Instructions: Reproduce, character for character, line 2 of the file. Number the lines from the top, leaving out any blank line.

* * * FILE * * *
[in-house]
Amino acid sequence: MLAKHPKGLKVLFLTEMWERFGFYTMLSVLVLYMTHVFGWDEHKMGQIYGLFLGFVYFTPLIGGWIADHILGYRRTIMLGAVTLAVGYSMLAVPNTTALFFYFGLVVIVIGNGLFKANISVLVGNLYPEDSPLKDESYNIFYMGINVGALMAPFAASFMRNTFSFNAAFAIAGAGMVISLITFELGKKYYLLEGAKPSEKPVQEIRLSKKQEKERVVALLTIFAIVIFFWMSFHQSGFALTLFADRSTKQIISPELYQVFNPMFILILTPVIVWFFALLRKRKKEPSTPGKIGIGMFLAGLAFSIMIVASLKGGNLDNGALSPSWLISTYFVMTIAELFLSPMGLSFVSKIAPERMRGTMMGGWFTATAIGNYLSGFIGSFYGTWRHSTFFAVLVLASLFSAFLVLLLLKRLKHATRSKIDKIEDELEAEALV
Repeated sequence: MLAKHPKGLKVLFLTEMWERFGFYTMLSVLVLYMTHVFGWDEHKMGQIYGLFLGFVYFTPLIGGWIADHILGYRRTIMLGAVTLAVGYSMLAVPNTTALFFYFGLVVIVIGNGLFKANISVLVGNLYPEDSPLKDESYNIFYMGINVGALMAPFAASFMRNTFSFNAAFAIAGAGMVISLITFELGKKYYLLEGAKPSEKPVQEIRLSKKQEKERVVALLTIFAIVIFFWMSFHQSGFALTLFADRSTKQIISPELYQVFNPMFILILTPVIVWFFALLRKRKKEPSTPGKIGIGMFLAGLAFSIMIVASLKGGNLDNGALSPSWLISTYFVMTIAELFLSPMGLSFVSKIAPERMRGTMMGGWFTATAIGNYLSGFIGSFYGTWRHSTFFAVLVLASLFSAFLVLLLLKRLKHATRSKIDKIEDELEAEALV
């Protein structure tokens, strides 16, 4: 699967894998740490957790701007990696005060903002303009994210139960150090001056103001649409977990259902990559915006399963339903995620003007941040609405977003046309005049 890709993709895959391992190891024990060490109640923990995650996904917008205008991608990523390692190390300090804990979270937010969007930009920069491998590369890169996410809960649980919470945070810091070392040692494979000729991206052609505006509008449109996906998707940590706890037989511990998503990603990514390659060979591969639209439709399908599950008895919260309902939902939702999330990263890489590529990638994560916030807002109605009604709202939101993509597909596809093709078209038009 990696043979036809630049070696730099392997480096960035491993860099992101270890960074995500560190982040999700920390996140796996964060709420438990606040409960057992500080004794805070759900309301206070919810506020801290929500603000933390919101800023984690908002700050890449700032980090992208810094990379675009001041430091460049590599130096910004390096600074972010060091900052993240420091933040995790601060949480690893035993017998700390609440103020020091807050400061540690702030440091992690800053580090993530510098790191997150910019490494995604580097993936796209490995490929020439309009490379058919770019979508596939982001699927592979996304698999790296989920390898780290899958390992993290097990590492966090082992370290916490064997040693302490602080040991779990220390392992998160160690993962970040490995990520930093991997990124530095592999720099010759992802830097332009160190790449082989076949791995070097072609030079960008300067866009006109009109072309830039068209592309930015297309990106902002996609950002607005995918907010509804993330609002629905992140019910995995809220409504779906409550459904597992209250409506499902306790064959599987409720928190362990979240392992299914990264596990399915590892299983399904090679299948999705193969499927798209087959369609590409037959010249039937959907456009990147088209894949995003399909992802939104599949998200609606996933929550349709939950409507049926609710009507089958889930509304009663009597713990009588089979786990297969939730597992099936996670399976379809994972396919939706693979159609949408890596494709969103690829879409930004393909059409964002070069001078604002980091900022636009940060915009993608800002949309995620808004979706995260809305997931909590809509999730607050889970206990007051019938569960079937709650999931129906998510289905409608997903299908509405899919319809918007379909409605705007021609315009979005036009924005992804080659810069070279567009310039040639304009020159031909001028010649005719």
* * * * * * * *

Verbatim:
Amino acid sequence: MLAKHPKGLKVLFLTEMWERFGFYTMLSVLVLYMTHVFGWDEHKMGQIYGLFLGFVYFTPLIGGWIADHILGYRRTIMLGAVTLAVGYSMLAVPNTTALFFYFGLVVIVIGNGLFKANISVLVGNLYPEDSPLKDESYNIFYMGINVGALMAPFAASFMRNTFSFNAAFAIAGAGMVISLITFELGKKYYLLEGAKPSEKPVQEIRLSKKQEKERVVALLTIFAIVIFFWMSFHQSGFALTLFADRSTKQIISPELYQVFNPMFILILTPVIVWFFALLRKRKKEPSTPGKIGIGMFLAGLAFSIMIVASLKGGNLDNGALSPSWLISTYFVMTIAELFLSPMGLSFVSKIAPERMRGTMMGGWFTATAIGNYLSGFIGSFYGTWRHSTFFAVLVLASLFSAFLVLLLLKRLKHATRSKIDKIEDELEAEALV